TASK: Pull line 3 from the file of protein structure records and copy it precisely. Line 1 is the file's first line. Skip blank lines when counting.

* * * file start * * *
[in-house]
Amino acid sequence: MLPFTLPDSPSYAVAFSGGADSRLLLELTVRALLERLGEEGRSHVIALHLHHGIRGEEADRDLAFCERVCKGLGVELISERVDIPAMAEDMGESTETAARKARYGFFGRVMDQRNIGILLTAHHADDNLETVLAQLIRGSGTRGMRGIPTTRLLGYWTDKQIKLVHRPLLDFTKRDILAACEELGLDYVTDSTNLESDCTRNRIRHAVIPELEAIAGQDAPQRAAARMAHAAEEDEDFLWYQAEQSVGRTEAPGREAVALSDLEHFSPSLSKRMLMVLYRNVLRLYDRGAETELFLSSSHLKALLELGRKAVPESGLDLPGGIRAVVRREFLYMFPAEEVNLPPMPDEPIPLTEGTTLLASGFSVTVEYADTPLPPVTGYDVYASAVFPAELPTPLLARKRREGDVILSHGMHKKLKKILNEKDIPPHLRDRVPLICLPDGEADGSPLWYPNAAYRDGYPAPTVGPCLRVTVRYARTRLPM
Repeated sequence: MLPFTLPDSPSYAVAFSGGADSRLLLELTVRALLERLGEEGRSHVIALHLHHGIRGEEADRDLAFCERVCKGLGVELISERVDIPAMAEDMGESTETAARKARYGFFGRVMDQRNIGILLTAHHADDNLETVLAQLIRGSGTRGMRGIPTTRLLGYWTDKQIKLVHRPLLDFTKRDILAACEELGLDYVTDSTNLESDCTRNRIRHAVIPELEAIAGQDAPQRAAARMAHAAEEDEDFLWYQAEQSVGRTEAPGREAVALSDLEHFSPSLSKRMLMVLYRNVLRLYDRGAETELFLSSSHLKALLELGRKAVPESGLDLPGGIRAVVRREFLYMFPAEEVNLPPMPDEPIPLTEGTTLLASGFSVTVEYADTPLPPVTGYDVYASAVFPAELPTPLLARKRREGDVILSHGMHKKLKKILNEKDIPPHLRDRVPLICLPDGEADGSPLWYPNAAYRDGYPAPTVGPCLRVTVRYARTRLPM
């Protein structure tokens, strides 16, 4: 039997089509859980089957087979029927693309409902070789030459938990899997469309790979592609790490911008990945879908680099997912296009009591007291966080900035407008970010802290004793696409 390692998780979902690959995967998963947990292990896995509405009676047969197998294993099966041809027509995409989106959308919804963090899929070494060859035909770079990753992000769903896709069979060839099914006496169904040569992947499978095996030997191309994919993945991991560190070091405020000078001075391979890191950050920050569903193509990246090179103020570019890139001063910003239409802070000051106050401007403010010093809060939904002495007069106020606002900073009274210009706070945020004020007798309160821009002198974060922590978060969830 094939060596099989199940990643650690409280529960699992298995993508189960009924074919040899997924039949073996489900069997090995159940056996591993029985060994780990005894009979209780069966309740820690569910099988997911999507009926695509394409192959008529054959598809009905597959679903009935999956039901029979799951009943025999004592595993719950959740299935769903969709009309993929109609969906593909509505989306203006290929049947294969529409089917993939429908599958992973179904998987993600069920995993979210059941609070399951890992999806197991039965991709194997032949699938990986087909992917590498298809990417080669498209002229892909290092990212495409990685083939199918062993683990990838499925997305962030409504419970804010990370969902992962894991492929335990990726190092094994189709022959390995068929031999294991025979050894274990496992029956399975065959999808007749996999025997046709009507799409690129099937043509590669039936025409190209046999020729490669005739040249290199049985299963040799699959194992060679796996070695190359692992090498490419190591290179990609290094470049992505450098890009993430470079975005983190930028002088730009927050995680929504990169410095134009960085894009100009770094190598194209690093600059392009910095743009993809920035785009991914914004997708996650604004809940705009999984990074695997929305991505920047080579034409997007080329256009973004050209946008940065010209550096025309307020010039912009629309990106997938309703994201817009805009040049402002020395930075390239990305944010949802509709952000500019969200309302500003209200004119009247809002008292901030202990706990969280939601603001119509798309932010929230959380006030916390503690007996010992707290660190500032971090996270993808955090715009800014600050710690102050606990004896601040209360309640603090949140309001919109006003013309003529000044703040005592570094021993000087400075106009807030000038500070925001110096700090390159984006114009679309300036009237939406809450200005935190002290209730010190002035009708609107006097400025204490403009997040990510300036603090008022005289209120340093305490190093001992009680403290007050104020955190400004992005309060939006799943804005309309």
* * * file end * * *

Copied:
Repeated sequence: MLPFTLPDSPSYAVAFSGGADSRLLLELTVRALLERLGEEGRSHVIALHLHHGIRGEEADRDLAFCERVCKGLGVELISERVDIPAMAEDMGESTETAARKARYGFFGRVMDQRNIGILLTAHHADDNLETVLAQLIRGSGTRGMRGIPTTRLLGYWTDKQIKLVHRPLLDFTKRDILAACEELGLDYVTDSTNLESDCTRNRIRHAVIPELEAIAGQDAPQRAAARMAHAAEEDEDFLWYQAEQSVGRTEAPGREAVALSDLEHFSPSLSKRMLMVLYRNVLRLYDRGAETELFLSSSHLKALLELGRKAVPESGLDLPGGIRAVVRREFLYMFPAEEVNLPPMPDEPIPLTEGTTLLASGFSVTVEYADTPLPPVTGYDVYASAVFPAELPTPLLARKRREGDVILSHGMHKKLKKILNEKDIPPHLRDRVPLICLPDGEADGSPLWYPNAAYRDGYPAPTVGPCLRVTVRYARTRLPM